The Philippines is undergoing some form of deurbanization as families flock to areas outside the National Capital Region (NCR) amid intermittent lockdowns due to resurgence in COVID-19 infections with the emergence of the highly transmissible Delta variant, according to Dutch financial giant ING Bank.
Nicholas Mapa, senior economist at ING Bank Manila, said the latest Residential Real Estate Price Index (RREPI) housing prices outside NCR and for single-detached units continued to pick up.
“After being locked down in the city for more than a year, it’s no surprise that there is now a natural and healthy demand for property and homes outside the city. This in turn will aid in the development of areas outside NCR as the Philippines hopes to undergo some form of deurbanization,” Mapa said.
The RREPI is an indicator of change in the prices of residential properties in the Philippines over a period of time. The growth rate of the index measures house price inflation. A rising RREPI denotes rising residential prices on average, while a declining RREPI indicates the reverse.
Based on the data released by the Bangko Sentral ng Pilipinas (BSP) last June, the RREPI contracted by 4.2 percent to 132.2 in the first quarter of the year from 138 in the same quarter last year.
Residential property prices in NCR booked a double-digit 10 percent decline to 142.8 from 158.7, while the prices of housing units in areas outside NCR inched up by 0.8 percent to 127.4 from 126.4.
Likewise, the price of condominium units fell by 10.7 percent to 163.2 in the first quarter of the year from 182.7 in the same quarter last year. Prices of condo units also declined by 15 percent in the third quarter and by 8.4 percent in the fourth quarter of last year.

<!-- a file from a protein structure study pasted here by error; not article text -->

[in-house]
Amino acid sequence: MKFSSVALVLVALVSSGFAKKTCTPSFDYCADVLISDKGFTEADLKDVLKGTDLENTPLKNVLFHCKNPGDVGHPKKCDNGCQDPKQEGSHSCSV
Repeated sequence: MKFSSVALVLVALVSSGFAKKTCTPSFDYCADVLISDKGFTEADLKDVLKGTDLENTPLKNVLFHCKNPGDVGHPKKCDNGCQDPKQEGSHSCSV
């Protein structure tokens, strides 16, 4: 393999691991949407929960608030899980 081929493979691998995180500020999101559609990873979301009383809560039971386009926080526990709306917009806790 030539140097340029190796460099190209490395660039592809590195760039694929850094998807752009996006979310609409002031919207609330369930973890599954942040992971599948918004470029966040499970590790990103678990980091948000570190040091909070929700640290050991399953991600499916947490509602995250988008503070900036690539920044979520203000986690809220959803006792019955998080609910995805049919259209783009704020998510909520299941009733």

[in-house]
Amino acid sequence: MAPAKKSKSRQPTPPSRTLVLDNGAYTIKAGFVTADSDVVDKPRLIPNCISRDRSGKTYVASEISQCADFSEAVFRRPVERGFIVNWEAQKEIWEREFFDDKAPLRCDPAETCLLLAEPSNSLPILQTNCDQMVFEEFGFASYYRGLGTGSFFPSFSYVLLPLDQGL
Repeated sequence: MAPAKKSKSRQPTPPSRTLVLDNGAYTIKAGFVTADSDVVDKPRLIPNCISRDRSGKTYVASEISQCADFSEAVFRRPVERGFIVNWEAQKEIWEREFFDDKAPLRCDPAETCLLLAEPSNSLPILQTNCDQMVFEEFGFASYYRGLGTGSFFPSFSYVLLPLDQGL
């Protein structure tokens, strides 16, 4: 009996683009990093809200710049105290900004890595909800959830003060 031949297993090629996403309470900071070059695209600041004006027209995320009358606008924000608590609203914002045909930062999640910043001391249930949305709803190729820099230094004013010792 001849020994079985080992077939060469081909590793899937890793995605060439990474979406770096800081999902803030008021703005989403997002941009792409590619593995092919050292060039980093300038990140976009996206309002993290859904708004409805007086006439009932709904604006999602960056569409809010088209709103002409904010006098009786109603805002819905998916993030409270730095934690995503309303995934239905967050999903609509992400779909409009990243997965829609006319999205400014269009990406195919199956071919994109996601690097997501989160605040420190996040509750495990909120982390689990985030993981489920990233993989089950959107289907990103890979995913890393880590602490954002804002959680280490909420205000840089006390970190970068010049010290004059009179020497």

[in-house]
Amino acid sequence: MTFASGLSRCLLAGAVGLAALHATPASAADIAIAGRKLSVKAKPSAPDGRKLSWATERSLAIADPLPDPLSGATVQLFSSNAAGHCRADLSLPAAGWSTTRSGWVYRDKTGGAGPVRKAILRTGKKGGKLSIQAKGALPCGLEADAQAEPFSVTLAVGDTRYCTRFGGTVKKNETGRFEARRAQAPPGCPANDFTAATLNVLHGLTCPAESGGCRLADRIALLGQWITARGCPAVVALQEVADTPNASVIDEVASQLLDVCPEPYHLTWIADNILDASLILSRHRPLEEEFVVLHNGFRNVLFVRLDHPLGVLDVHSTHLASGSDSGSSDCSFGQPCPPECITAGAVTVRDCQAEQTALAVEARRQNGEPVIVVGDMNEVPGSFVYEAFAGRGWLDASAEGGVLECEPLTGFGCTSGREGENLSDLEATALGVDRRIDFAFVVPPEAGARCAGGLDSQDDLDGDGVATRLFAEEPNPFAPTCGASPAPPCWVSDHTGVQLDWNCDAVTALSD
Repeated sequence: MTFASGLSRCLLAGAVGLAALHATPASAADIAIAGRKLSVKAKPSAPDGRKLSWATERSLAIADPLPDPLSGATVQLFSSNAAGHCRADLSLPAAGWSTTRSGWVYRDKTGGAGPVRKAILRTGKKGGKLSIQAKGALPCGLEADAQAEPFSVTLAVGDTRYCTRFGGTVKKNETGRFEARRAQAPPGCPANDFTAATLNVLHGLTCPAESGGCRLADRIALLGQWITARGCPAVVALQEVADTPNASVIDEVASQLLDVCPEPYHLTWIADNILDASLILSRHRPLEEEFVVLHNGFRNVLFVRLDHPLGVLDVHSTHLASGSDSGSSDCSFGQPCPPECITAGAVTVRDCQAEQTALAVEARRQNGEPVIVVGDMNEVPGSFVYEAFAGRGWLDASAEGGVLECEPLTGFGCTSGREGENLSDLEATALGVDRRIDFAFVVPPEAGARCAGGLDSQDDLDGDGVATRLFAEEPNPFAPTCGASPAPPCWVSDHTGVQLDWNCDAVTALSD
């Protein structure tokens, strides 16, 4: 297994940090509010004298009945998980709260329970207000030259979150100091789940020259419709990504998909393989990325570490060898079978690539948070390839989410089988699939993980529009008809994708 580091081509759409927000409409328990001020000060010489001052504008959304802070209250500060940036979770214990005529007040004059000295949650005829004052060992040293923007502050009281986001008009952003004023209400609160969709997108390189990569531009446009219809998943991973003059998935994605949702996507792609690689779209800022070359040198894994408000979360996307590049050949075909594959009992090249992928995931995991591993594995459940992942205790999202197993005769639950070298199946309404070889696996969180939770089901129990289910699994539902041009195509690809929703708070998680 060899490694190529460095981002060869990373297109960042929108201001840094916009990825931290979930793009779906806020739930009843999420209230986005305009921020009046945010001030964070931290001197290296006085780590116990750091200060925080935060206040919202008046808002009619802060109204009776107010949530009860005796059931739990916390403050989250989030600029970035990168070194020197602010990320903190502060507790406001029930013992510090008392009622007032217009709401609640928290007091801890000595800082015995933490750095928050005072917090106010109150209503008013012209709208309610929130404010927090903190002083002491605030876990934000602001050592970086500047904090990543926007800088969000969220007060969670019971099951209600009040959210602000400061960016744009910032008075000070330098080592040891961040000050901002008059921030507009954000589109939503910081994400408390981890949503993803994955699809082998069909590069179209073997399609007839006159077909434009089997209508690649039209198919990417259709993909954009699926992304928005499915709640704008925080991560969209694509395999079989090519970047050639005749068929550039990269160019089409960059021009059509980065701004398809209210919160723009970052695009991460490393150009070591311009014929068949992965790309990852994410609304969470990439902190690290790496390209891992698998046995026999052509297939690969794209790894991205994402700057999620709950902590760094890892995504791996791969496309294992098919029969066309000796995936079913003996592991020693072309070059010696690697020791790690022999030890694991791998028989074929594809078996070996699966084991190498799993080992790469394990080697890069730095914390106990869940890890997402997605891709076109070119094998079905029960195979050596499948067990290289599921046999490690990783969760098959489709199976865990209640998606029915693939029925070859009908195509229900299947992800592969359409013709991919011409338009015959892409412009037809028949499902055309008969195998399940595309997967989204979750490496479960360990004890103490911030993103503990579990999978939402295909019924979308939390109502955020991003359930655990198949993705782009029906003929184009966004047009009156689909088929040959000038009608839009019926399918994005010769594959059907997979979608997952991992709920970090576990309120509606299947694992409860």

Mapa said the RREPI remains in contraction as the overall market was weighed down by the steep drop in condominium prices and prices in NCR in general.
“This trend suggests that the Philippines is also experiencing the global phenomenon of migration from the urban centers to the areas outside the city with Filipinos in search of more space,” he added.
According to ING, the latest data on building permits released by the Philippine Statistics Authority (PSA) showing a stark pickup in growth was driven in large part by base effects as economic activity picked up relative to the extreme lockdowns experienced in 2020.
“This reflects pent up permits as construction activity was finally allowed to resume in some parts and on a staggered and limited basis,” the economist noted.
However, data released by the PSA showed by the total number of constructions from approved building permits fell by 28.5 percent to 123,783 in 2020 from 173,162, with the value plunging by 43.9 percent to P275,81 billion from P491.81 billion.
Data showed Cavite, Laguna, Batangas, Rizal and Quezon (CALABARZON) ranked first in terms of the number of constructions with 24,411 or 19.7 percent of the total followed by Central Visayas with 18,328 or 14.8 percent, and Ilocos Region with 12,932 or 10.4 percent.
“We would like to point out some trends such as the surge in permits in the CALABARZON region, which mirrors the recent developments we’ve noted in the BSP’s RREPI report,” Mapa said.
Despite this development, the economist said signs of a real estate bubble have yet to manifest in a palpable manner.
“BSP’s RREPI remains negative and previously frothy condominium prices appear to have been deflated by the pandemic,” Mapa added.